Jillian Sim, a writer and mother of two, was raised in the white world. Her grandmother, Ellen Love, an actress, told her many family stories heard from her mother, Anita Hemmings Love. She mentioned connections to Jefferson and an English sea captain, but never spoke of descent from enslaved people. Jill Sim learned of her African American ancestry only after her grandmother’s death in 1994. She published an account of her discovery in American Heritage, which tells the story of Anita Hemmings, who made headlines around the world in 1897 when it was revealed that she was passing for white at Vassar College.
Jill Sim believes, but cannot yet say with certainty, that she is descended from Elizabeth Hemings’s son Peter Hemings, a Monticello cook and brewer who worked as a tailor after he became free in 1827, purchased by a relative at the Monticello estate sale.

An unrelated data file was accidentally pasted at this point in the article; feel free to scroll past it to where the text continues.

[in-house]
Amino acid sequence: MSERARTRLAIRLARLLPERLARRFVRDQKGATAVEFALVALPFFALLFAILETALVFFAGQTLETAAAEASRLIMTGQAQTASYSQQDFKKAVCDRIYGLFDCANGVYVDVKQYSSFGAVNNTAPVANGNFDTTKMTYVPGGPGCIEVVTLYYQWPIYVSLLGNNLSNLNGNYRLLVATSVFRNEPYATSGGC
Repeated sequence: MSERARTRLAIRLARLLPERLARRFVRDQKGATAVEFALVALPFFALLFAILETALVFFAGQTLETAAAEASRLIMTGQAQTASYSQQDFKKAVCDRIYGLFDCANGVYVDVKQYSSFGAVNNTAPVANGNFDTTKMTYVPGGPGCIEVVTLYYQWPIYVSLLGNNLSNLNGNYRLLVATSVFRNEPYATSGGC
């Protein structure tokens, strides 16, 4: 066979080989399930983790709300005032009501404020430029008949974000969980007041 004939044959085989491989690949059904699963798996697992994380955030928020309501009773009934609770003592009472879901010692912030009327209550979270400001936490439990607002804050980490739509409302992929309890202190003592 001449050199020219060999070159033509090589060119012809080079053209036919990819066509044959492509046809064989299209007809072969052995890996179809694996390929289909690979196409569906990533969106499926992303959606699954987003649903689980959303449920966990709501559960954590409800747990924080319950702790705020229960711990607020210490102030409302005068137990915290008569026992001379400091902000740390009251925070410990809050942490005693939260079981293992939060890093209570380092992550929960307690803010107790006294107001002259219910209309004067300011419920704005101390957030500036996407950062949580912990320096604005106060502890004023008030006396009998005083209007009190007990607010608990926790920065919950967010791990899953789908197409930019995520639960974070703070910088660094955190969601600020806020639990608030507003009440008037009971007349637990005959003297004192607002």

1 Nov. 2000, Charlottesville, VA Interviewees: Jillian Sim, Allen Sim
"I didn't know about Sally Hemings"
Despite hearing that she was a descendant of the Hemingses, Jill Sim did not realize that they were African American.